May 3, 2012 - Crestline Ballots Wait Their Turn
Source: Mountain News
Title: Crestline Ballots Wait Their Turn
Date: May 3, 2012
By: Glenn Barr, Reporter
What looked at first like a major snafu with the processing of mail-in ballots for the Crest Forest Fire Protection District’s property tax-override measure proved instead on Tuesday to be just a case of management priorities at the county registrar of voters’ office.
Routine checks by staff members at the Crestline Courier-News and other Crestline residents on the status of their mail-in ballots on Measures J and K turned up information that the ballots had not been received.
Further, using the mail-in ballot tracking option on the registrar’s website also showed ballots had not been received.
Since the ballots in question had been mailed back to the county more than two weeks ago, visions of a bungled election with lost ballots sprang quickly to mind.
But a check with Michael Scarpello, the registrar of voters, showed that his personnel-depleted department is merely handling bigger election-related problems first.
“We’re not having any issues with ballots at all,” Scarpello said in a phone interview. “We’re installing a new piece of equipment for the June election. It’s a high-speed mail-ballot processor.”
Scarpello said the department workers who would normally be counting mailed-in ballots from Crestline voters have instead been working with a vendor, doing the complex work involved with programming and installing the $400,000 processor, manufactured by Pitney-Bowes.
“We’re letting them bunch up to process them all at one time,” Scarpello said of the ballots, adding that he expected the 1,894 mail-in ballots received as of Tuesday to be processed by 2 p.m. that same day.
As for staff members telling callers that ballots had yet to be received, Scarpello said his department is gearing up for the June 5 presidential primary and has hired new, temporary staff to handle phone inquiries.
“We have a knowledge base,” he said. “It’s on computer. That’s what they look at to answer every call.” New personnel may not have studied the computerized information carefully enough before passing along word that ballots had not arrived, he added.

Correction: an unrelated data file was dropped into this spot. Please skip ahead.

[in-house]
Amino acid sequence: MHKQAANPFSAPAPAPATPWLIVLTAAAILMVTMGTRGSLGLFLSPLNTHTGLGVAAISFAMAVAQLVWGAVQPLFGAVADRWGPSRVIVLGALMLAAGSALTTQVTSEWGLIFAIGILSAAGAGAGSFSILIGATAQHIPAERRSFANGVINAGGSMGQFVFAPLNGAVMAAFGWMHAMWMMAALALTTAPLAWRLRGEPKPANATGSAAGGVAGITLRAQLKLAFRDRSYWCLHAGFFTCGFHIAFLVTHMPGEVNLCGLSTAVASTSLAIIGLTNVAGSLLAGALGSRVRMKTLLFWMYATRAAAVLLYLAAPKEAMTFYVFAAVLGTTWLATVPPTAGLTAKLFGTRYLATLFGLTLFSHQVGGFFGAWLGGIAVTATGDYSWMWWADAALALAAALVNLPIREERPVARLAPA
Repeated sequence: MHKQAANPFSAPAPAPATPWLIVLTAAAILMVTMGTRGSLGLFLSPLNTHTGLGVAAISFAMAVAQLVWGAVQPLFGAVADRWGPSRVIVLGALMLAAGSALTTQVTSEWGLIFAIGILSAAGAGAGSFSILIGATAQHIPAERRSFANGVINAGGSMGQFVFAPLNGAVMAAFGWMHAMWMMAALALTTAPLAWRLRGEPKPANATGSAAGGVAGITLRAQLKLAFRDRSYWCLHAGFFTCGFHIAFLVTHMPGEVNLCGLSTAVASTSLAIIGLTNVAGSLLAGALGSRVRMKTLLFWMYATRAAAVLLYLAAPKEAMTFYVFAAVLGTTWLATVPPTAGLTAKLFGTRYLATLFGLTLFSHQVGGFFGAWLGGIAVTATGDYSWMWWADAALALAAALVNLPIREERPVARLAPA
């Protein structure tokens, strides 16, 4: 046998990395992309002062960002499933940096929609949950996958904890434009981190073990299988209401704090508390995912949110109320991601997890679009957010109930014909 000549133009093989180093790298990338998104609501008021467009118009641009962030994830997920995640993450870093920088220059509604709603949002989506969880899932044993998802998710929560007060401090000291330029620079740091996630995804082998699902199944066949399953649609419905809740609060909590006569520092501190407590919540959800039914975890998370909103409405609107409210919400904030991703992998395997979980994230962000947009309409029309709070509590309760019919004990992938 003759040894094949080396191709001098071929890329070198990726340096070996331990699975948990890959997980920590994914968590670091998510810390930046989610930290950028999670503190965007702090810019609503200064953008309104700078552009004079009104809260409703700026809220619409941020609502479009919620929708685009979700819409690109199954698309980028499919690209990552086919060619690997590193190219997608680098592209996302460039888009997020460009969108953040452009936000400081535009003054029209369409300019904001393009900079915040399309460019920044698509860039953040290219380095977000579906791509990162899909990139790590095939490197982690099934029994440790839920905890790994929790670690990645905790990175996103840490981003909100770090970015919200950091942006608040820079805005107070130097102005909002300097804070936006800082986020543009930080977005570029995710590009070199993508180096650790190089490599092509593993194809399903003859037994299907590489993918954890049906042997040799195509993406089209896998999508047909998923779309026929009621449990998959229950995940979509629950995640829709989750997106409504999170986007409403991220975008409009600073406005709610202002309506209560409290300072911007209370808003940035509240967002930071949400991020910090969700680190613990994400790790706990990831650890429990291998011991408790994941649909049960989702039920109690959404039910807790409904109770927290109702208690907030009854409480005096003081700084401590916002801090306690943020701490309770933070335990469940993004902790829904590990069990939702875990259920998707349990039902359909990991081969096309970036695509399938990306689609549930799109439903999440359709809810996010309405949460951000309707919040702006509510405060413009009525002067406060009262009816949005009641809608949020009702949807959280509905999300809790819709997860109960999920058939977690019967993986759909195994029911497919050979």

Another problem his department faces, Scarpello said, is that in the past four years, owing to county budget cuts, his work force has been slashed from 49 people to 24.
“The things we would normally do, as far as passing information (on the status of ballots) take a back seat to mission-critical things,” he said. “What’s important is that your ballot is counted.” In the big picture, he said, “it’s a minor inconvenience not to know your ballot has been received.”
As for voters’ ability to track the status of their mailed ballots on the registrar’s website, Scarpello said that option is not normally used in minor elections, as a cost-saving measure. It is being used for Crestline balloting, however, but showed ballots as not being received by Tuesday because of staffing shortages.
As for the department’s new machine, Scarpello said it will streamline processing of mail-in ballots in future elections. It will scan voter signatures on ballot envelopes and then display them simultaneously on a screen with the signature on original voting registration forms, for quick and easy confirmation by a staff member.
“There will be way less physical handling,” he said.
Overall, Scarpello said, in this year’s elections, with redistricting and the voter-approved top-two primary, “there have been more changes in San Bernardino County than it has seen in the history of its elections, and the change is for the better.”
© Copyright 2012, Mountain News, Lake Arrowhead, California.